Public Notice & Safe Harbor

“Never forget that your obligation is to the people.  It is not, at heart, to those who pay you, or to your editor, or to your sources, or to your friends, or to the advancement of your career. It is to the public.”

“The accuracy of news reports of an event is inversely proportional to the number of reporters on the scene.” -Ben Bagdikian- 1920-1996


RE: Investigatory Photojournalism In Public Venues/Spaces

Let it be known by all persons, government officials, corporations, and private parties that John Smith, citizen photojournalist, agent for Soul Snatcher, Productions (a licensed investigatory news gathering service), dba/aka:Amicus Curia, does reserve the right to audio record, photograph, and videotape all conversations, images, or footage of any/all such occurrences at/in any/all public events/spaces, AND that by engaging him in conversation, or any form of communication in his presence, you have given implied consent in a public venue where you have no expectation of privacy under Washington State law pursuant to RCW 9.73.030 (and its exceptions in subsections 2, 3, & 4), his appearance, purpose, intent, dress, visible ‘press’ credential(s), tone, camera, microphone(s), as well as the Washington State Supreme Court’s ruling in State v. Townsend, 57 P.3d 255, 259 (Wash. 2002).

Amicus Curia, Investigatory Photojournalist

Amicus Curia, Investigatory Photojournalist

Be advised, ‘Amicus Curia’, aka: John Smith, is easily identified as a photojournalist by virtue of his 6″ ‘PRESS‘ button, or 6″ corporate ‘Soul Snatcher, Productions‘ logo button. You fail to heed this PUBLIC NOTICE at your own peril as Amicus Curia *will* audio record, photograph, and videotape all within his presence in public venues, public spaces, public hearings, public lobbies, public courtyards, public parks, and public events at his sole discretion without limit. You are not required to speak with or be interviewed by Amicus Curia, but if you do, he has hereby publicly reserved the right to document everything he can hear, see, smell, taste, or feel and intends to publish the same in various public forums, including this one.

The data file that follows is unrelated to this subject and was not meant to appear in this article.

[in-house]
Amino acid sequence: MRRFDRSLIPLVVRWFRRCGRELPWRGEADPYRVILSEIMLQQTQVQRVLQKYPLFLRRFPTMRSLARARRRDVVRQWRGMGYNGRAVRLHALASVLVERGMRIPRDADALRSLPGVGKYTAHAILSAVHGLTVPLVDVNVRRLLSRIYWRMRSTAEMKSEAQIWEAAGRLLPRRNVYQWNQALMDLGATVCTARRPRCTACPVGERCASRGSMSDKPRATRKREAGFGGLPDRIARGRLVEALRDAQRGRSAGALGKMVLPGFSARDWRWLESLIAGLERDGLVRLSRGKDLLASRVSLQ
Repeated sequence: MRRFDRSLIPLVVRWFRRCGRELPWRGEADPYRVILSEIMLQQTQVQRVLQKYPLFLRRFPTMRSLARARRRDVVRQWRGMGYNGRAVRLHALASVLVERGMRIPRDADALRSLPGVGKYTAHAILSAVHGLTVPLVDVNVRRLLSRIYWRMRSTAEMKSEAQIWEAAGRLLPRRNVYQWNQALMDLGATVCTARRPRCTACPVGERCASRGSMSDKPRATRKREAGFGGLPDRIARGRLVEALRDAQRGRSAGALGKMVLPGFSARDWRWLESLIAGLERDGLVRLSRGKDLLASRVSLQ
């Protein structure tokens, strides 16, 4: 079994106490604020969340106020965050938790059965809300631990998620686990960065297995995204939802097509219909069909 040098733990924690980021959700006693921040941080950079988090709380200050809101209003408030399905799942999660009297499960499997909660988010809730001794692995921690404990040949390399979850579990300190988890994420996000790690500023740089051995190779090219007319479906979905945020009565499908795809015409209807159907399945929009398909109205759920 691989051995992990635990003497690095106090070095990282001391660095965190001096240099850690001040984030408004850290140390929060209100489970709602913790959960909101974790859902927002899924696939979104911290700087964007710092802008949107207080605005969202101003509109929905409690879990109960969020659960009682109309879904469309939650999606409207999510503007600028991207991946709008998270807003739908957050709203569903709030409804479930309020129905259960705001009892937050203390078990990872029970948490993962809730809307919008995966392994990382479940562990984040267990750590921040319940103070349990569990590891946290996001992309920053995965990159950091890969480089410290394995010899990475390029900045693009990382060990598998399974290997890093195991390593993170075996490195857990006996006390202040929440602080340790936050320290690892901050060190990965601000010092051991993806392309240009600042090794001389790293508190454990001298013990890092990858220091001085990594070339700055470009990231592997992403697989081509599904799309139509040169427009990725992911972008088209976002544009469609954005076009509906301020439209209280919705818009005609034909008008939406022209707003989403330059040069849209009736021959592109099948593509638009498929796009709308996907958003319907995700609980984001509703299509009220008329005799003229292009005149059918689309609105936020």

Amicus Curia, aka: the PRESS

Amicus Curia, aka: the PRESS


‘PRESS’ Badge intended to give Fair Warning as is this Public Notice

Amicus Curia, investigatory photojournalist

Amicus Curia, investigatory photojournalist


3 Responses to Public Notice & Safe Harbor

  1. Michael Beasley says:

    Keep up the good work Amicus. I will be looking for the Press Badge. Can I get a copy of your Badge to use myself? I record as much as I can also.

  2. admin says:

    I don’t see why you couldn’t have the ‘PRESS’ button, although it has one of my company’s logos on it. I purchased it from an online outfit that lets you design your own. It ran almost $6/button. Anybody can order a button. They simply serve as notice. The press has no more rights than anyone else. But, it also has no less! In any event, hang in there, and watch your back. It’s a jungle out there.

  3. admin says:

    Expectation of Privacy made simple: An easy litmus test might be, do you have the right to get undressed/naked without being harassed/challenged there? Some folks seem to think they have a subjective expectation of privacy in public venues, parks, etc…no matter how irrational the general public sees it. Thus, you have the right to get undressed in a public bathroom/shower/dressing room. You have a reasonable expectation of privacy there. You do not have the same right on a public sidewalk, in a public park, public venue, public conveyance or other area where strangers and passersby may witness your appearance, your conversation, your condition, or anything else readily discernible by sight, hearing, taste, smell, or observation. Nor does such a person have any more right to prohibit recordings than to prohibit flawless memory. Virtually everyone today has a camera, cell phone, or audio recorder with them as often as not. These devices because of their convenience and size have become the modern equivalents of pens and pencils. They document what is happening. The public has every right to know what is happening in its public spaces.

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